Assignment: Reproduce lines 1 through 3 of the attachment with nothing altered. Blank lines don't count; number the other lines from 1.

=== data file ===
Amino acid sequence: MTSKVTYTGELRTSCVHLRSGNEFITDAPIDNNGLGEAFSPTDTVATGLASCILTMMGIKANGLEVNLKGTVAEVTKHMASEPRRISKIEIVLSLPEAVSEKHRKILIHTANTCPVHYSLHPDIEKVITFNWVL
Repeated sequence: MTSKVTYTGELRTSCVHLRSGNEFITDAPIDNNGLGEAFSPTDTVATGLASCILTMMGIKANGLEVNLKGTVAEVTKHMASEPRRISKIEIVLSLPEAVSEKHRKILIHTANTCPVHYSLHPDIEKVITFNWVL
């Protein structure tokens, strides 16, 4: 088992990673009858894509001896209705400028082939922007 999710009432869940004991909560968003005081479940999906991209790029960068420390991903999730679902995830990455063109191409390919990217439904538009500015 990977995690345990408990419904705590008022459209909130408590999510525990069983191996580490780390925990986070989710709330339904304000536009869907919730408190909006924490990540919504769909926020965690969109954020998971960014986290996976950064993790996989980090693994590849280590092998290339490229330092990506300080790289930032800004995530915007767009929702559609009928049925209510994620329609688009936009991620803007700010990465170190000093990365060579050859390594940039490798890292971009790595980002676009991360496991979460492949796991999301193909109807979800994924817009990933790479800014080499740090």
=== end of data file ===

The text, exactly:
Amino acid sequence: MTSKVTYTGELRTSCVHLRSGNEFITDAPIDNNGLGEAFSPTDTVATGLASCILTMMGIKANGLEVNLKGTVAEVTKHMASEPRRISKIEIVLSLPEAVSEKHRKILIHTANTCPVHYSLHPDIEKVITFNWVL
Repeated sequence: MTSKVTYTGELRTSCVHLRSGNEFITDAPIDNNGLGEAFSPTDTVATGLASCILTMMGIKANGLEVNLKGTVAEVTKHMASEPRRISKIEIVLSLPEAVSEKHRKILIHTANTCPVHYSLHPDIEKVITFNWVL
């Protein structure tokens, strides 16, 4: 088992990673009858894509001896209705400028082939922007 999710009432869940004991909560968003005081479940999906991209790029960068420390991903999730679902995830990455063109191409390919990217439904538009500015 990977995690345990408990419904705590008022459209909130408590999510525990069983191996580490780390925990986070989710709330339904304000536009869907919730408190909006924490990540919504769909926020965690969109954020998971960014986290996976950064993790996989980090693994590849280590092998290339490229330092990506300080790289930032800004995530915007767009929702559609009928049925209510994620329609688009936009991620803007700010990465170190000093990365060579050859390594940039490798890292971009790595980002676009991360496991979460492949796991999301193909109807979800994924817009990933790479800014080499740090």